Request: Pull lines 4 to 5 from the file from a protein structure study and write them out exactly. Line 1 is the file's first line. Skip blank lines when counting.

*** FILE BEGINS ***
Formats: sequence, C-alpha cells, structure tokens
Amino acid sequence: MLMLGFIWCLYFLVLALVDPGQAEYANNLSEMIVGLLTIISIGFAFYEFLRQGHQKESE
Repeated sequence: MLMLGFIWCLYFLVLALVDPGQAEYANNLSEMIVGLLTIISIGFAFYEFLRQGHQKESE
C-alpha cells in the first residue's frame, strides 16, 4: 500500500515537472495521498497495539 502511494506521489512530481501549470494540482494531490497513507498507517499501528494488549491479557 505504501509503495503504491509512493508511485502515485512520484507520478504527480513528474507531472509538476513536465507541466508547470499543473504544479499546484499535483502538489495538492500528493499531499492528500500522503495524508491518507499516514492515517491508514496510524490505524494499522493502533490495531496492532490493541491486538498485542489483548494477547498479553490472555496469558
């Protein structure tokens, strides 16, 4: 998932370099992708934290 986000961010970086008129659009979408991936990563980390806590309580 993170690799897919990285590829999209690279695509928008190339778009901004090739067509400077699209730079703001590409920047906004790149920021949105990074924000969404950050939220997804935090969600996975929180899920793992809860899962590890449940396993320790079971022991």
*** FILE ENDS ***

C-alpha cells in the first residue's frame, strides 16, 4: 500500500515537472495521498497495539 502511494506521489512530481501549470494540482494531490497513507498507517499501528494488549491479557 505504501509503495503504491509512493508511485502515485512520484507520478504527480513528474507531472509538476513536465507541466508547470499543473504544479499546484499535483502538489495538492500528493499531499492528500500522503495524508491518507499516514492515517491508514496510524490505524494499522493502533490495531496492532490493541491486538498485542489483548494477547498479553490472555496469558
């Protein structure tokens, strides 16, 4: 998932370099992708934290 986000961010970086008129659009979408991936990563980390806590309580 993170690799897919990285590829999209690279695509928008190339778009901004090739067509400077699209730079703001590409920047906004790149920021949105990074924000969404950050939220997804935090969600996975929180899920793992809860899962590890449940396993320790079971022991």